Talking Shop

What's fun to play with, interactive, educational and not made of junky plastic? The answer is simple: just about anything at Shop, Skip and a Jump, the tiny little nook of a gift shop tucked into the entryway at the Children's Museum of Denver. It's useful information this time of year: While your neighbors roam the big-box toy stores, punching one another out over the last of this season's must-have toys, you can easily bring the family for a swing through the museum and shop this uncrowded jewel in peace.

And so what if there's nary a Barbie Rapunzel doll to be seen? How about a classic bendable Gumby instead, or a plush raccoon's head disguising a pair of cool binoculars? This shop even has those very Whoopee Cushions once sold in the back pages of comic books. For proper little girls, there are Monarch butterfly and ladybug wings to wear, and for little tykes just figuring out how to put it all together, there are counting and vehicle-noise sound blocks that answer aurally when put together in the correct configuration. Bigger kids fresh from Treasure Planet will no doubt enjoy the Treasure Island Dig & Play set, replete with ducats and doubloons and a sand pit under which to bury them.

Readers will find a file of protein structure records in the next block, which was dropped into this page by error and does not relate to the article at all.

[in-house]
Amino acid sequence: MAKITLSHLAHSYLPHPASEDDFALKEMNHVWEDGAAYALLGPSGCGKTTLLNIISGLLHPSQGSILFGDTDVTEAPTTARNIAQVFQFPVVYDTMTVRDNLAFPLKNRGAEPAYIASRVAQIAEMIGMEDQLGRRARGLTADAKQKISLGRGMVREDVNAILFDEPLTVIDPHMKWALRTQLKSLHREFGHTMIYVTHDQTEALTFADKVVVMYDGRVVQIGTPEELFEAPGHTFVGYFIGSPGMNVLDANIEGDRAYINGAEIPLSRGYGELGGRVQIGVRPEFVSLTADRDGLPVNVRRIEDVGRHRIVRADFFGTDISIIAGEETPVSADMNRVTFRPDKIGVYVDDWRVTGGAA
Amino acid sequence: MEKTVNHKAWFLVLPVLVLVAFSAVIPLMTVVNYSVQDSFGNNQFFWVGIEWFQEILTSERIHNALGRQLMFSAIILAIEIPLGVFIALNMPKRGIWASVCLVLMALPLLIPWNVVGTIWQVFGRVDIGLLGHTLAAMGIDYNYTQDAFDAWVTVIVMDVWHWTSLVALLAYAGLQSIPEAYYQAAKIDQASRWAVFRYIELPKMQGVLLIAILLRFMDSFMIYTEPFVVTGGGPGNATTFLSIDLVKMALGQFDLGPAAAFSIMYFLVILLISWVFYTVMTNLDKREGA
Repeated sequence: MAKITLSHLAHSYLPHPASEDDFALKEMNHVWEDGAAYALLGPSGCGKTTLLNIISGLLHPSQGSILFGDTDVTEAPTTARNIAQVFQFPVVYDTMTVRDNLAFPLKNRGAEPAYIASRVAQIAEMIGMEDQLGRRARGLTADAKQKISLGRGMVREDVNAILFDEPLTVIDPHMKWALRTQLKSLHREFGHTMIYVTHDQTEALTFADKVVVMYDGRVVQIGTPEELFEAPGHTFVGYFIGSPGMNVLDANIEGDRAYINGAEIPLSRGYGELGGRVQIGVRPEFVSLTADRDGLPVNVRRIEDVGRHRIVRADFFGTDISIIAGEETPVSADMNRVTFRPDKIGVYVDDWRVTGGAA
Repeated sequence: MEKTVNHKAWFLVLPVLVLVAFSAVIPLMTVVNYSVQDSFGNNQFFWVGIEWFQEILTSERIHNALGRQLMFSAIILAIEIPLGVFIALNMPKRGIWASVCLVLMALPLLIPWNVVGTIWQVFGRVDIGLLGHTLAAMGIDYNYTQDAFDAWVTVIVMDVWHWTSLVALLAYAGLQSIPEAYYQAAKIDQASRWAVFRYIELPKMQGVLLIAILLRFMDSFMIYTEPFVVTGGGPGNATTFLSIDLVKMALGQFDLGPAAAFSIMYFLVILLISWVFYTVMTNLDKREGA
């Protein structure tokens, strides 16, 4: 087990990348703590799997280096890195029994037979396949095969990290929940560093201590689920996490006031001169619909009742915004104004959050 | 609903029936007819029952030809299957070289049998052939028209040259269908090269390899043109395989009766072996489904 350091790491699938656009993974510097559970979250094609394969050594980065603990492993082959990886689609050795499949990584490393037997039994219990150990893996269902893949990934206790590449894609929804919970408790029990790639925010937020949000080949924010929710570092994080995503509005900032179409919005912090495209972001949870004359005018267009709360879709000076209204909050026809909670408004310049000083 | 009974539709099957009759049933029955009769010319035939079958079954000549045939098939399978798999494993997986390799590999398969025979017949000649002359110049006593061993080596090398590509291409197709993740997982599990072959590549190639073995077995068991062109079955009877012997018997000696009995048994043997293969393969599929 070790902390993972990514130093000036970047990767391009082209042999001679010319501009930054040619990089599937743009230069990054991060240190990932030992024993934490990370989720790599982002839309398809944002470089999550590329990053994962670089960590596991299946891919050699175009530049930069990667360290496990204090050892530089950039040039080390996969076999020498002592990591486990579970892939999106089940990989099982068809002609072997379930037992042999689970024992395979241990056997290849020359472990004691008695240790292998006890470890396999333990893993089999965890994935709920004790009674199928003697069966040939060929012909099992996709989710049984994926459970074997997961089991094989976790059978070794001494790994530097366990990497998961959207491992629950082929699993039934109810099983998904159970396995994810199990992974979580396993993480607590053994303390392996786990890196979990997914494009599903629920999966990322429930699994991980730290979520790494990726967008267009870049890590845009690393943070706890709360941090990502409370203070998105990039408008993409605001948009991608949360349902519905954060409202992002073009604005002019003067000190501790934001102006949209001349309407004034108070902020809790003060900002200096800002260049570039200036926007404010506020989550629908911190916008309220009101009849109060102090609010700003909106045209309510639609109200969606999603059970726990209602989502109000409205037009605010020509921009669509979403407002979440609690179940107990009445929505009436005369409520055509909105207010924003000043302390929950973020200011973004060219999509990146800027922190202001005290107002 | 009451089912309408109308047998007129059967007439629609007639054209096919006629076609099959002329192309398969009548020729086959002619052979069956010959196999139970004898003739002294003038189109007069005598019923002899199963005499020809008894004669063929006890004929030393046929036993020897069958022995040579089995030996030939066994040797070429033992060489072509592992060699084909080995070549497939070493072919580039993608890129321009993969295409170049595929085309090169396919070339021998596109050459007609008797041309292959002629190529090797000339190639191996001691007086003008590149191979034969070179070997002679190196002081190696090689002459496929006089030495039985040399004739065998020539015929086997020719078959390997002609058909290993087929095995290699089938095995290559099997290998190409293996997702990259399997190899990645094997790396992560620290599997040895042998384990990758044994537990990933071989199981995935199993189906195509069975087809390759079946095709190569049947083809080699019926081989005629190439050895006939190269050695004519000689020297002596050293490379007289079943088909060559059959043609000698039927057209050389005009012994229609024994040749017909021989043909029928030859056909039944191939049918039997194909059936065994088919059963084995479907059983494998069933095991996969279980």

But it's the wooden toys that really rule here, whether they're unadorned whistles or block sets, interactive puzzles or tiny workbenches outfitted with tools. There's a clever wooden sandwich kit featuring hamburger buns, pickles, tomatoes and all the fixings, with Velcro fasteners to hold your creation together, as well as elaborate dollhouses and even a lumber-based outer-space adventure system.

There, now. Wasn't that easy? Shop, Skip and a Jump is inside the Children's Museum of Denver, 2121 Children's Museum Drive; for information, call 303-433-7444 or log on to www.mychildsmuseum.org.

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Susan Froyd started writing for Westword as the "Thrills" editor in 1992 and never quite left the fold. These days she still freelances for the paper in addition to walking her dogs, enjoying cheap ethnic food and reading voraciously. Sometimes she writes poetry.
Contact: Susan Froyd